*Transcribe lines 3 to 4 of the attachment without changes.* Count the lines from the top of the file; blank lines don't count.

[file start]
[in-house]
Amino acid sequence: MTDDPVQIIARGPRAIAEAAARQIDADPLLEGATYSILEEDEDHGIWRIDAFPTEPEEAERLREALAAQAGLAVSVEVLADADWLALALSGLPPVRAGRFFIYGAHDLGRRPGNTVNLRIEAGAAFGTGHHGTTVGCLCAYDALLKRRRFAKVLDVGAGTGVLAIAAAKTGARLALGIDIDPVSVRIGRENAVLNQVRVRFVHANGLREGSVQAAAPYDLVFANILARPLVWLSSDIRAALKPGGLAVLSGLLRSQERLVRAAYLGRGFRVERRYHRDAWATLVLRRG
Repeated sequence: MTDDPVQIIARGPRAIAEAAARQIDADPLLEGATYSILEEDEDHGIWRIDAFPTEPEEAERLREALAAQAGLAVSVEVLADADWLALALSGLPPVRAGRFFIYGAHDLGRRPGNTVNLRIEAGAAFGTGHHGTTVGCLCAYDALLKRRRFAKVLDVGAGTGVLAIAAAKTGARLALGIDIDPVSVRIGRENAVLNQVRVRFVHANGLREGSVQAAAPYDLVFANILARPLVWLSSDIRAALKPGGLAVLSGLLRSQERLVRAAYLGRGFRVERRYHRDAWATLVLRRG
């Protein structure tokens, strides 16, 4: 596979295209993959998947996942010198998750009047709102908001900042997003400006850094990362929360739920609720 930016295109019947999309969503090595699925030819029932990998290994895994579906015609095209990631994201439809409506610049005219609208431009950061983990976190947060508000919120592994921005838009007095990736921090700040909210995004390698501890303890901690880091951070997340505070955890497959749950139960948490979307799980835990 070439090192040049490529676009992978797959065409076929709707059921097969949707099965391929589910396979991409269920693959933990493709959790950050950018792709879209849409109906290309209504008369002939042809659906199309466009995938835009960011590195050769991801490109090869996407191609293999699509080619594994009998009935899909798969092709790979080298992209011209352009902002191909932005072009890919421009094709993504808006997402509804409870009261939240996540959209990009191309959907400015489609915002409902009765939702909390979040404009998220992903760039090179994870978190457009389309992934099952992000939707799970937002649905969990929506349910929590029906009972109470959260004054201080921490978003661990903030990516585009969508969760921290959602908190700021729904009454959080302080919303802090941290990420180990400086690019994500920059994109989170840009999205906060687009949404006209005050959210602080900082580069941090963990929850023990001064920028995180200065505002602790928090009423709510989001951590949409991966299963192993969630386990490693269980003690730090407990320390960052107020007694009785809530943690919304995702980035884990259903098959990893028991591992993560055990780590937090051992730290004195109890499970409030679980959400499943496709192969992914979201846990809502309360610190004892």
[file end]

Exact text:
Repeated sequence: MTDDPVQIIARGPRAIAEAAARQIDADPLLEGATYSILEEDEDHGIWRIDAFPTEPEEAERLREALAAQAGLAVSVEVLADADWLALALSGLPPVRAGRFFIYGAHDLGRRPGNTVNLRIEAGAAFGTGHHGTTVGCLCAYDALLKRRRFAKVLDVGAGTGVLAIAAAKTGARLALGIDIDPVSVRIGRENAVLNQVRVRFVHANGLREGSVQAAAPYDLVFANILARPLVWLSSDIRAALKPGGLAVLSGLLRSQERLVRAAYLGRGFRVERRYHRDAWATLVLRRG
């Protein structure tokens, strides 16, 4: 596979295209993959998947996942010198998750009047709102908001900042997003400006850094990362929360739920609720 930016295109019947999309969503090595699925030819029932990998290994895994579906015609095209990631994201439809409506610049005219609208431009950061983990976190947060508000919120592994921005838009007095990736921090700040909210995004390698501890303890901690880091951070997340505070955890497959749950139960948490979307799980835990 070439090192040049490529676009992978797959065409076929709707059921097969949707099965391929589910396979991409269920693959933990493709959790950050950018792709879209849409109906290309209504008369002939042809659906199309466009995938835009960011590195050769991801490109090869996407191609293999699509080619594994009998009935899909798969092709790979080298992209011209352009902002191909932005072009890919421009094709993504808006997402509804409870009261939240996540959209990009191309959907400015489609915002409902009765939702909390979040404009998220992903760039090179994870978190457009389309992934099952992000939707799970937002649905969990929506349910929590029906009972109470959260004054201080921490978003661990903030990516585009969508969760921290959602908190700021729904009454959080302080919303802090941290990420180990400086690019994500920059994109989170840009999205906060687009949404006209005050959210602080900082580069941090963990929850023990001064920028995180200065505002602790928090009423709510989001951590949409991966299963192993969630386990490693269980003690730090407990320390960052107020007694009785809530943690919304995702980035884990259903098959990893028991591992993560055990780590937090051992730290004195109890499970409030679980959400499943496709192969992914979201846990809502309360610190004892």